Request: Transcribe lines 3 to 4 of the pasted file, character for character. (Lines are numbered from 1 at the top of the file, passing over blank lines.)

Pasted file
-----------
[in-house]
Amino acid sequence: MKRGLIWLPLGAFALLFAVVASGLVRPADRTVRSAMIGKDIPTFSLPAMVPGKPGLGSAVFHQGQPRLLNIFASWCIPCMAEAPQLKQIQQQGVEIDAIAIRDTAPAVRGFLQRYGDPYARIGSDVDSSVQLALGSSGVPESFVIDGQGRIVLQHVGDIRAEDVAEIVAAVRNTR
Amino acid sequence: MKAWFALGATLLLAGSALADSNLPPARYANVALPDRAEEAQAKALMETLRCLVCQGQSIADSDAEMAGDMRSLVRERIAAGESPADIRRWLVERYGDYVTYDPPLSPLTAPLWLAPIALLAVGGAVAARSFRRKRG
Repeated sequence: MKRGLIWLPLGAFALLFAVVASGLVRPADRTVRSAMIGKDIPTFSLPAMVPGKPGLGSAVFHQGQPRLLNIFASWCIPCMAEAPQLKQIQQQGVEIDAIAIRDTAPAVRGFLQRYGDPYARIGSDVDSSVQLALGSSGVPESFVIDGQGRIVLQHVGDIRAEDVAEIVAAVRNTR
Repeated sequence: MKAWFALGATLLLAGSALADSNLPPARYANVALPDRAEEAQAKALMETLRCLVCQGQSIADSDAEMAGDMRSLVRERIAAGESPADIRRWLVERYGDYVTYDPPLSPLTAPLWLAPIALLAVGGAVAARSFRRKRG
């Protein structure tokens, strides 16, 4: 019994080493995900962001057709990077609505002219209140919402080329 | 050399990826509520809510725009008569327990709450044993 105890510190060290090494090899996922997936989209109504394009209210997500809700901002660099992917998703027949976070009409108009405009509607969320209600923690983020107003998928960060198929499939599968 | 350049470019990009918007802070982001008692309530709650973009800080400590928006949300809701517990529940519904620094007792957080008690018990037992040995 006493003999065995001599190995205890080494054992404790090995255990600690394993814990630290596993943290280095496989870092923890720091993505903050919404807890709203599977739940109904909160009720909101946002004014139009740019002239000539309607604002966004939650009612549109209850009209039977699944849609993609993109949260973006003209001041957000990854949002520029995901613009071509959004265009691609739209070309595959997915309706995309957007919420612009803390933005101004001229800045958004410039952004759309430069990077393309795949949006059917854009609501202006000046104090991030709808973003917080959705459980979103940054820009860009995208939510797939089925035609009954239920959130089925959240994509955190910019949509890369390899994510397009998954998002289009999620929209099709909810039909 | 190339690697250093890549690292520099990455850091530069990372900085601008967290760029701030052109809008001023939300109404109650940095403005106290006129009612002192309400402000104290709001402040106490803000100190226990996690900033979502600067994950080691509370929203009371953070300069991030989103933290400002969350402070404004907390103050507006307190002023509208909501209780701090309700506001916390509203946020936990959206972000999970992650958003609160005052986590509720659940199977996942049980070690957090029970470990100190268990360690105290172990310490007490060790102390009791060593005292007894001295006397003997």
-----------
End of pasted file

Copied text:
Amino acid sequence: MKAWFALGATLLLAGSALADSNLPPARYANVALPDRAEEAQAKALMETLRCLVCQGQSIADSDAEMAGDMRSLVRERIAAGESPADIRRWLVERYGDYVTYDPPLSPLTAPLWLAPIALLAVGGAVAARSFRRKRG
Repeated sequence: MKRGLIWLPLGAFALLFAVVASGLVRPADRTVRSAMIGKDIPTFSLPAMVPGKPGLGSAVFHQGQPRLLNIFASWCIPCMAEAPQLKQIQQQGVEIDAIAIRDTAPAVRGFLQRYGDPYARIGSDVDSSVQLALGSSGVPESFVIDGQGRIVLQHVGDIRAEDVAEIVAAVRNTR